During the fieldwork it has been observed that the micro-level slopes influence the distribution of plant and plant coverage (number of plants/25 sq. m) on the land.
Examination of field data by sophisticated software also strongly supports that hypothesis.
Distance is also very important to identify the zoning of high and low plant coverage. Table 2 is showing the nature of plant coverage on five selected slopes.
From the above table it is clear that maximum number of plant coverage found in those squires (25 m) where maximum micro-slopes are 5° to 20°. It can be explained as the most suitable slope condition for plant on the highland. There is a general tendency of decrease of plant coverage when the maximum slope crosses 20° and it has been observed from the field that in squire where maximum micro-slope is 30° the plant coverage is little decreased than the earlier squire. On the top of the highland the plants are very scattered and most of the area is covered by grasses.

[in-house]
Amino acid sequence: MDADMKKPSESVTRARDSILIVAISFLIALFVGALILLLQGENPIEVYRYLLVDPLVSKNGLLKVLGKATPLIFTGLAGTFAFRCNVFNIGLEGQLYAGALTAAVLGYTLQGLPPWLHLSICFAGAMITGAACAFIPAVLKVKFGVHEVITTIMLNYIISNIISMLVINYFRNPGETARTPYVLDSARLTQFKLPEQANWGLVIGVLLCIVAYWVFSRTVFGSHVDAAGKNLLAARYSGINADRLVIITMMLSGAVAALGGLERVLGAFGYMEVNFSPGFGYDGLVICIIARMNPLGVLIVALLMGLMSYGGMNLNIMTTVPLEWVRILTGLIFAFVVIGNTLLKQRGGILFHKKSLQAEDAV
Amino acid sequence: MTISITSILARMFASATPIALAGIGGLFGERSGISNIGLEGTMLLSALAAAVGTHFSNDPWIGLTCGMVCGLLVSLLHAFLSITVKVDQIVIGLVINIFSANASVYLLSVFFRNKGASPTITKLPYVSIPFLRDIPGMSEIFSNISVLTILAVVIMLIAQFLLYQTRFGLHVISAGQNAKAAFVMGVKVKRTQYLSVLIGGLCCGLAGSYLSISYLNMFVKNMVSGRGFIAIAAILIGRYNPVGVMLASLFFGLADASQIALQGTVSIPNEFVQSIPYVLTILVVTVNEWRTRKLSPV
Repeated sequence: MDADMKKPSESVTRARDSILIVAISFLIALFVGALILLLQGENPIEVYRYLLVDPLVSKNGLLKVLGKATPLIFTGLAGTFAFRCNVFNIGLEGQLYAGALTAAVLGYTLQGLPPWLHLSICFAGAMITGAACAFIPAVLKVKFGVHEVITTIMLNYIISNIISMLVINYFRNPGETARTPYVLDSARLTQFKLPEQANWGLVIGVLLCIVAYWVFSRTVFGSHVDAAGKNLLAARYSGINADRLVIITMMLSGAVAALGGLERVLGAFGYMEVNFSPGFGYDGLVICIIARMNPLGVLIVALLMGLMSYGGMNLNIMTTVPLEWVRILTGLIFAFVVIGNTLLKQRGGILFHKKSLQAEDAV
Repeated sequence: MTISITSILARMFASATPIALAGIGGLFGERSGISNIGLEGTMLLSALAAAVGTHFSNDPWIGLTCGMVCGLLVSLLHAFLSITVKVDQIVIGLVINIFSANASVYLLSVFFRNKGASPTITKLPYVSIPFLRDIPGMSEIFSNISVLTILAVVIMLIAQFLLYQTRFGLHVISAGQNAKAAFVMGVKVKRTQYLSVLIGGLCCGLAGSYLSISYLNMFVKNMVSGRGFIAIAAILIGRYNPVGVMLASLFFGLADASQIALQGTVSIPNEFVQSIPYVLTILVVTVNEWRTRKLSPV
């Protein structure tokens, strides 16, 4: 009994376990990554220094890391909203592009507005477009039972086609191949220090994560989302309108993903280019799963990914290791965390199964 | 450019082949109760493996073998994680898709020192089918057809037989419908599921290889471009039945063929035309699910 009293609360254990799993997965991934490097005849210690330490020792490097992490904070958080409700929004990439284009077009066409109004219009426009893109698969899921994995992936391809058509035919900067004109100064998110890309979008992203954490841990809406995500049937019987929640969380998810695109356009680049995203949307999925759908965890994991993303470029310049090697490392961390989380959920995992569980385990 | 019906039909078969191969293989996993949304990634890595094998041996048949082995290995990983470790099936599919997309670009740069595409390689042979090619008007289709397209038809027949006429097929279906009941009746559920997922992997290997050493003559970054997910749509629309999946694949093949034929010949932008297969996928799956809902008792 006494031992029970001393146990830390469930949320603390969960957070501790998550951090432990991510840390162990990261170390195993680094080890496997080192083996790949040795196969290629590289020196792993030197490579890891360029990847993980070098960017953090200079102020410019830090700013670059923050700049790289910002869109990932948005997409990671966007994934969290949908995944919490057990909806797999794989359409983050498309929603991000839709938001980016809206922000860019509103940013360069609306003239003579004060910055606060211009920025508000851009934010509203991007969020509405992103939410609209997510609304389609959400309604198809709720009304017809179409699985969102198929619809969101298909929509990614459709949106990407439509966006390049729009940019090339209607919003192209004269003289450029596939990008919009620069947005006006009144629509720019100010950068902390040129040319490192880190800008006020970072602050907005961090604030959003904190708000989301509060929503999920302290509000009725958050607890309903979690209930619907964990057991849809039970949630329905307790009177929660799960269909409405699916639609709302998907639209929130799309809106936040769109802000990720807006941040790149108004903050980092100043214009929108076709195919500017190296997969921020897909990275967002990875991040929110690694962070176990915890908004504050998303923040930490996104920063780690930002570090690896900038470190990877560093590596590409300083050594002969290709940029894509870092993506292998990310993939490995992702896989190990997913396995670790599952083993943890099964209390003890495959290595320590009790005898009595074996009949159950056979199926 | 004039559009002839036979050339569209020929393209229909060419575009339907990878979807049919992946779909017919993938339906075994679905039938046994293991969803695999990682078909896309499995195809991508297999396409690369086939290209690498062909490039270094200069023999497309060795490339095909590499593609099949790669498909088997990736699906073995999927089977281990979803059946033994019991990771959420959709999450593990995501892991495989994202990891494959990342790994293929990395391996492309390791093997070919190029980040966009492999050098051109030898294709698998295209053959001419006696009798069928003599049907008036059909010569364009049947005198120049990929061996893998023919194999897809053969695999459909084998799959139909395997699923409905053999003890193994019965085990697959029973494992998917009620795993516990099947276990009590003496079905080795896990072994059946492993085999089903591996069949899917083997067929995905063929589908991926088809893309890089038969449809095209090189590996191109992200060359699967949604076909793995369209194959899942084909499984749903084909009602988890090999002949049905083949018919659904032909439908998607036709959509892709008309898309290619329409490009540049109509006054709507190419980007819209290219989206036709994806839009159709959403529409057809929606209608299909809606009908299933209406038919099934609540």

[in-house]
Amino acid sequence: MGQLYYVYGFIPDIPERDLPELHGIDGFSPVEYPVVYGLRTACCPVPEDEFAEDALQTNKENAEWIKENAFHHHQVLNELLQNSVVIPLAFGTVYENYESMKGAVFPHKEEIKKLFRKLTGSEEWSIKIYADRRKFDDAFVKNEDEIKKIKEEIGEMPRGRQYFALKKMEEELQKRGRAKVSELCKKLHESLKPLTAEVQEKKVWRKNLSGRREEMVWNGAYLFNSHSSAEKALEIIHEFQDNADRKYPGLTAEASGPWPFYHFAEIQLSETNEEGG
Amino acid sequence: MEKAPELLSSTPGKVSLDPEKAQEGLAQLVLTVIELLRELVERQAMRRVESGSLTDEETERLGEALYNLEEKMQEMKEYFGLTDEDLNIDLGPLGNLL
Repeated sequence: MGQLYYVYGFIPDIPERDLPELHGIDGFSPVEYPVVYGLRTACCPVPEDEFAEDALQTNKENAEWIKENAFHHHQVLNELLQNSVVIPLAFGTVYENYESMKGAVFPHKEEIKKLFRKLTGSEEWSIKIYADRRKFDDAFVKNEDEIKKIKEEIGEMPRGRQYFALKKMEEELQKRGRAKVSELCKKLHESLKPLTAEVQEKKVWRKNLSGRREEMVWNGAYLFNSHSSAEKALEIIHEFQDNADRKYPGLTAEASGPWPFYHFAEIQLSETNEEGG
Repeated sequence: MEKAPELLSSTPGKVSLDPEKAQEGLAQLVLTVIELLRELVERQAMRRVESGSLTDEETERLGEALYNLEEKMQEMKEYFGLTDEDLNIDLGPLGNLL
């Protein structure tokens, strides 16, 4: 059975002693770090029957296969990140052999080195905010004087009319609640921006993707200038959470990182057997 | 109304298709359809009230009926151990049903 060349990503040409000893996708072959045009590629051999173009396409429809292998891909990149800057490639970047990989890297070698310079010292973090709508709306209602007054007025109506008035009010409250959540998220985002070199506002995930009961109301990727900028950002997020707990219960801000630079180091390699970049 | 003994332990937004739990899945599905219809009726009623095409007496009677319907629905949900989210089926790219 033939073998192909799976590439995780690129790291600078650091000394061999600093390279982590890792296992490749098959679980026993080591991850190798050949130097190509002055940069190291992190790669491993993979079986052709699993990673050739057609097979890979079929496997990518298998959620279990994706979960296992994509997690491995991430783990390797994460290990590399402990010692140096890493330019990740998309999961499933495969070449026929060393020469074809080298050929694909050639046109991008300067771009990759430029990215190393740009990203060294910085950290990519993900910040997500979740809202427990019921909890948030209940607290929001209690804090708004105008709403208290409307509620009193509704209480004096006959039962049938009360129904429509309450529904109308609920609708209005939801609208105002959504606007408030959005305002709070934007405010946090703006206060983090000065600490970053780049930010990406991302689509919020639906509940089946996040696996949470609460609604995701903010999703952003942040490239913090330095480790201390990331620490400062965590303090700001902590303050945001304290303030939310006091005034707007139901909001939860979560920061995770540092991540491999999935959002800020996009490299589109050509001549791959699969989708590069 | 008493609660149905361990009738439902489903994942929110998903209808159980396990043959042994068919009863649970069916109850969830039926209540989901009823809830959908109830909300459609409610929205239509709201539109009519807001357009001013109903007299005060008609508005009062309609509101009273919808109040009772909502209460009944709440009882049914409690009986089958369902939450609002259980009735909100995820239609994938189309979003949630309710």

On the basis of field observation we divided the plants into three groups according to their heights, namely Small plants (<1 m), Medium plants (1-4m) and Tall tress (>4 m). Maximum coverage of the first group or <1m high plants founds in those squires on the slope where the maximum micro- slope angle are 10° to 20°. On that squire where the maximum micro-slope is 30° the plant coverage is medium. The plants coverage character of the general plants coverage characters (Fig 1 to 4).
The second group (1-4 m) also follows the character of the first group. But in the squire of maximum slope 30° plant coverage is very low (only 7). A remarkable difference has been observed in case of third group which represents tall trees of > 4 m height. High level plant coverage of the tall trees is found where maximum micro-slope angles are less than 5°. On 5°-10° maximum slopes plant coverage is medium. Very few tall trees are found where maximum slopes are more than 20°.